The Pilot Light Keeps Going Out On My Gas Furnace
November 03, 2017
If your gas furnace’s pilot light keeps going out, you’re probably frustrated (and cold).
So what’s the problem?
Well, if your gas furnace pilot light won’t stay lit, it’s usually due to 1 of these 4 issues:
- A bad thermocouple
- Pilot light problems
- Bad gas regulator
- Bad gas valve
We know—those “issues” are pretty vague. Don’t worry, we’ll explain them in detail and show you what you can do to get your heat back.
Need a professional furnace repair ASAP? Just contact us and we’ll send a tech right over.
Problem #1: A bad thermocouple
Your furnace’s thermocouple is a copper rod that sits next to your furnace burners. It’s often called the “flame sensor” because its job is to detect whether the pilot light is lit or not. If it can’t sense a flame from the pilot light, it prevents the gas valve from opening and sending more gas into the combustion chamber.
So your thermocouple is basically a safety feature that prevents a dangerous buildup of gas in your home.
But if your thermocouple is broken, dirty or not lined up properly, it might not sense a pilot light’s flame (even when it’s lit). And when this happens, your thermocouple will shut off all gas flow to your furnace—meaning your pilot light will go out for good (and you won’t even be able to manually light it).
What to do:
Problem #2: Pilot light problems
If your pilot light:
- Stays lit for a few seconds but goes out
- Has a weak, yellow flame (instead of blue)
...then you most likely have a dirty or restricted pilot light orifice.
You see, the pilot light orifice controls the flow of gas to your pilot light. The pilot light needs a strong flow of gas to make a strong, steady blue flame that the thermocouple can sense. But if the orifice is dirty or restricted, the pilot light won’t light properly. Which means the thermocouple will shut off the gas flow to your furnace as a safety measure.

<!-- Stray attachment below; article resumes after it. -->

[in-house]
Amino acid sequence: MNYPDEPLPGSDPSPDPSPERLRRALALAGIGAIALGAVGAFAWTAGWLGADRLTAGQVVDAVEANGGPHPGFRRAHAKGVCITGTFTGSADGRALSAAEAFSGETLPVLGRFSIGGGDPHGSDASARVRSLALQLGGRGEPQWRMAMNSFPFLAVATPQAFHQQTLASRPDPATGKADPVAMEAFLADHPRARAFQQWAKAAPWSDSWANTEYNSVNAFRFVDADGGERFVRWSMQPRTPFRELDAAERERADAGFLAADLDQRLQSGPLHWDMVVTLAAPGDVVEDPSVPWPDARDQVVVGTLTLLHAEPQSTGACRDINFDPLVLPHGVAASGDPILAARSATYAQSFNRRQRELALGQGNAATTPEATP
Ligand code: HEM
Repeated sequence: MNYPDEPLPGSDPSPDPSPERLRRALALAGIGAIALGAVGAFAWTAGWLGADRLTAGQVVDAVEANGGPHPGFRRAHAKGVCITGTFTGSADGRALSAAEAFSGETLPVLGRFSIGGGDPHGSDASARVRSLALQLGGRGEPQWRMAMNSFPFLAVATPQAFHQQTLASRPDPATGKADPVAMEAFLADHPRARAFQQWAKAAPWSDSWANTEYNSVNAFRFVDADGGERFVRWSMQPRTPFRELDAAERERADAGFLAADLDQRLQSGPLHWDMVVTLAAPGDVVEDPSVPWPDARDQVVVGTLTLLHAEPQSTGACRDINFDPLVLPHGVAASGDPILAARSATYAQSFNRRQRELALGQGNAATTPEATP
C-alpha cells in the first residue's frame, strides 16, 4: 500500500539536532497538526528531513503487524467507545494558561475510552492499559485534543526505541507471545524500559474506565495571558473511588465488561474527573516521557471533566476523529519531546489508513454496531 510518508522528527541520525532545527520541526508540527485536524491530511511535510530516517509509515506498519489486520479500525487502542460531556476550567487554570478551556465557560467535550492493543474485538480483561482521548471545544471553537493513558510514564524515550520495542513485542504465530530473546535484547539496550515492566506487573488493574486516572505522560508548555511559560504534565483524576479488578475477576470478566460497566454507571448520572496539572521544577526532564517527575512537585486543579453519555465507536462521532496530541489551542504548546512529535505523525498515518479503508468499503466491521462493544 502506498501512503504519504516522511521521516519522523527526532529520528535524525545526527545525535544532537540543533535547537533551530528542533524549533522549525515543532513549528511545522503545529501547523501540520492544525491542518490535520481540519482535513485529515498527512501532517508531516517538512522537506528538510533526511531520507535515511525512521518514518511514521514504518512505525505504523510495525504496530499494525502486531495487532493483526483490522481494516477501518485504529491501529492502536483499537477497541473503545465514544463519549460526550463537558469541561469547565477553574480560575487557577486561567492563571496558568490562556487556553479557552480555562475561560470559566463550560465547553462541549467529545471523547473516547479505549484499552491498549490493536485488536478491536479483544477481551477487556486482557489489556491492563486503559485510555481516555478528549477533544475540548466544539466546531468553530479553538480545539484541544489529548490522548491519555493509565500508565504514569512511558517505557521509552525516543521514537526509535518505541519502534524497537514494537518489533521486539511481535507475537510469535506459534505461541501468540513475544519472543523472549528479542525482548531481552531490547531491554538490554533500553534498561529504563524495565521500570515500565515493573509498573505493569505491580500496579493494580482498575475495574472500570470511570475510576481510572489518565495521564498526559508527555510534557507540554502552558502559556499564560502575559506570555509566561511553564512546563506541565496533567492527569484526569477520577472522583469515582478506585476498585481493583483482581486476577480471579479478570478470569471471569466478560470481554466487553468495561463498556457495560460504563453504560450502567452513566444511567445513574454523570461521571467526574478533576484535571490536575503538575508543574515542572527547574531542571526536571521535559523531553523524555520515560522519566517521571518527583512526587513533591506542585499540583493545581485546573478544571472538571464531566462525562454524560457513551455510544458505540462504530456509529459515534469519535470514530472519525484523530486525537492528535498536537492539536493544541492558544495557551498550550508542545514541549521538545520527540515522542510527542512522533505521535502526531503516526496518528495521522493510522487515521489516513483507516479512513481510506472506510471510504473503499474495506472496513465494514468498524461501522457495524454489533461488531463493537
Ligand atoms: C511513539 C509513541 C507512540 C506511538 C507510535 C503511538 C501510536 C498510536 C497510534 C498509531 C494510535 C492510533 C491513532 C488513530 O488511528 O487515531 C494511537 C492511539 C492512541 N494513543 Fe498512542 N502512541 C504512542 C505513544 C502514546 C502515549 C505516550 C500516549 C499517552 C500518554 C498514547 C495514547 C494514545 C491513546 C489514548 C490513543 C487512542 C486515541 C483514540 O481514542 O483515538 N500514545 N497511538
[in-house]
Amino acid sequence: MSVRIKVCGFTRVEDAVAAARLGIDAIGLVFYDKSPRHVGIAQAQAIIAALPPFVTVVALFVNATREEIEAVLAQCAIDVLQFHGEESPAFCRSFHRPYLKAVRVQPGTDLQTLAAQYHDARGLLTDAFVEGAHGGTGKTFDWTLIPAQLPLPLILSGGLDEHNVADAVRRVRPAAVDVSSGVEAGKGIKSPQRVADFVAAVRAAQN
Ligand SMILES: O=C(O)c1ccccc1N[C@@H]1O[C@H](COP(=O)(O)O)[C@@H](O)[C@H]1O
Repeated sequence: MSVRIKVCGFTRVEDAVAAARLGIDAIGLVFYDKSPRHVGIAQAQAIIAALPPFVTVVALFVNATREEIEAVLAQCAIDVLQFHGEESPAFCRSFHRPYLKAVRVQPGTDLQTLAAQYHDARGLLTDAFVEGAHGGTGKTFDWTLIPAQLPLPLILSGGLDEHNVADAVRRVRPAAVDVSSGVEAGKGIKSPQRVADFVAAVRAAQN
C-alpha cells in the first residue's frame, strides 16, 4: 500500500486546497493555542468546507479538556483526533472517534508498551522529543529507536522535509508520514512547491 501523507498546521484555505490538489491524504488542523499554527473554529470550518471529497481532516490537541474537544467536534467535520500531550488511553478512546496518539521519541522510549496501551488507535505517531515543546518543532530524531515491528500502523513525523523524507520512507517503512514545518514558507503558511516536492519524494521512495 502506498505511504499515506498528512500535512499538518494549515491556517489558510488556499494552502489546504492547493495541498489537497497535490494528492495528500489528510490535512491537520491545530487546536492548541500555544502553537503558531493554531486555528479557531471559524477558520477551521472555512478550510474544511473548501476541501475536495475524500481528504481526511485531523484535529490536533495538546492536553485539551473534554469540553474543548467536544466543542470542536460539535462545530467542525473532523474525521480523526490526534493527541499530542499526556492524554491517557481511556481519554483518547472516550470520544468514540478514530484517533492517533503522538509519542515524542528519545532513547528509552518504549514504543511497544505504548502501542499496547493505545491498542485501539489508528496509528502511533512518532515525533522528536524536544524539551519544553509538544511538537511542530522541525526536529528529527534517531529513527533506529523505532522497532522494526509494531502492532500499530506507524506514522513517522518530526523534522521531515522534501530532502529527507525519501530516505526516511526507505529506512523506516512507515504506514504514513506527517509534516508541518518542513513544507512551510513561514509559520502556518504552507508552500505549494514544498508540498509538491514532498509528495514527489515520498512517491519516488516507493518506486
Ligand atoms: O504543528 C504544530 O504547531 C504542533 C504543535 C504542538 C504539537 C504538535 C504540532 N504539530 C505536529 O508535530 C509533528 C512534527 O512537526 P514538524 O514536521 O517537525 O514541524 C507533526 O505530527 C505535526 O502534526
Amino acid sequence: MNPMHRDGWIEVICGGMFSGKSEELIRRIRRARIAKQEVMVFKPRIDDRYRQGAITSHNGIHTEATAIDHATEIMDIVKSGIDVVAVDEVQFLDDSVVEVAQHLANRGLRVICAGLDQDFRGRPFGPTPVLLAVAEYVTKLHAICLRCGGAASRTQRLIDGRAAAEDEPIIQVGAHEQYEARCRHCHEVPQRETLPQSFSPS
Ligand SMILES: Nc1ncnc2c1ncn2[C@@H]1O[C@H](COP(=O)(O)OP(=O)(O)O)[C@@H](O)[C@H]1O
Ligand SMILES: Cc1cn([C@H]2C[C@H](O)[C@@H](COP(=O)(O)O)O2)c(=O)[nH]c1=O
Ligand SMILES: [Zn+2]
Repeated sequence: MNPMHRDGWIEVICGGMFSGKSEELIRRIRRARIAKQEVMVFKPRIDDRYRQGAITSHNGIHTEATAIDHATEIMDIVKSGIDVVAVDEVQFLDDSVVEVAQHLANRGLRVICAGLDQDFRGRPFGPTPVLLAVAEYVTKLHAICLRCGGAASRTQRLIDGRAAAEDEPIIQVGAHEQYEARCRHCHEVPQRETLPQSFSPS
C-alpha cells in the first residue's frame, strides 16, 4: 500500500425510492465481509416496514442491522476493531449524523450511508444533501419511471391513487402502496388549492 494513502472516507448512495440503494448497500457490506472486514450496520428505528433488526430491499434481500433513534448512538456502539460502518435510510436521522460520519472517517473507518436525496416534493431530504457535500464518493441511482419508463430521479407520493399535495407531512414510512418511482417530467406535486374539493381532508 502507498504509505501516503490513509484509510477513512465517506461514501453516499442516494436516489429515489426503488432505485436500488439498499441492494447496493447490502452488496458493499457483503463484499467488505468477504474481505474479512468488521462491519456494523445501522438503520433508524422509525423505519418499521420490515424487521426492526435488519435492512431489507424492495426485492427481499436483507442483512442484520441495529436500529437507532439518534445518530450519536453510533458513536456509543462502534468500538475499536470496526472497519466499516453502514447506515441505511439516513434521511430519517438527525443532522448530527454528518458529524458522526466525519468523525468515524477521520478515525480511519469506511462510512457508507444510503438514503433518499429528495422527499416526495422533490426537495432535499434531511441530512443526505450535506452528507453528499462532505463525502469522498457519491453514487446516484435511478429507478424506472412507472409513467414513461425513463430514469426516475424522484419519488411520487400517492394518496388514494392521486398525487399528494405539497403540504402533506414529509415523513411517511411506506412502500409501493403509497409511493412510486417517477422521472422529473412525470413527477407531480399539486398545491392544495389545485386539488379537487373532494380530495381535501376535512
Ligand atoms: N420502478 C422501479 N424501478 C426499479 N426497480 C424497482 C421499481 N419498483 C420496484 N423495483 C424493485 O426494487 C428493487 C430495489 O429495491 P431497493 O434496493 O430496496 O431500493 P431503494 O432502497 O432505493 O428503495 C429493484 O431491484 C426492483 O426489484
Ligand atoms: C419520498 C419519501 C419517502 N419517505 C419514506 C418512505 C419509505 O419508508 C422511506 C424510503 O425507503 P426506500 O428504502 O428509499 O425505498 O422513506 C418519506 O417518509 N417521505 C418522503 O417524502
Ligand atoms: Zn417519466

What to do:
Because accessing the orifice requires removing your furnace’s burner assembly, we suggest having a professional clean the pilot orifice.
Problem #3: A bad gas regulator
Your gas regulator is usually located at your home’s gas meter. Its job is to decrease the pressure of the natural gas before it enters your home and gas appliances. But if the regulator is old or broken, it may not allow gas to flow at a strong or steady enough pressure to light your furnace’s pilot light.
You’ll know that a bad gas regulator is your problem if you notice pilot problems in other gas appliances in your home (such as your gas water heater or gas stove).
What to do:
Have a professional check your gas regulator for problems. They’ll replace the regulator if it’s gone bad.
Problem #4: Bad gas valve
Your furnace’s gas valve delivers gas to your pilot light and combustion chamber. Without that gas, your pilot light couldn’t light. So if the valve is accidentally turned to the OFF position or has gone bad, your pilot light won’t stay lit.
What to do:
A gas valve typically can’t be repaired once it’s gone bad. You’ll need to have a licensed professional inspect the valve and replace it if it has become faulty.
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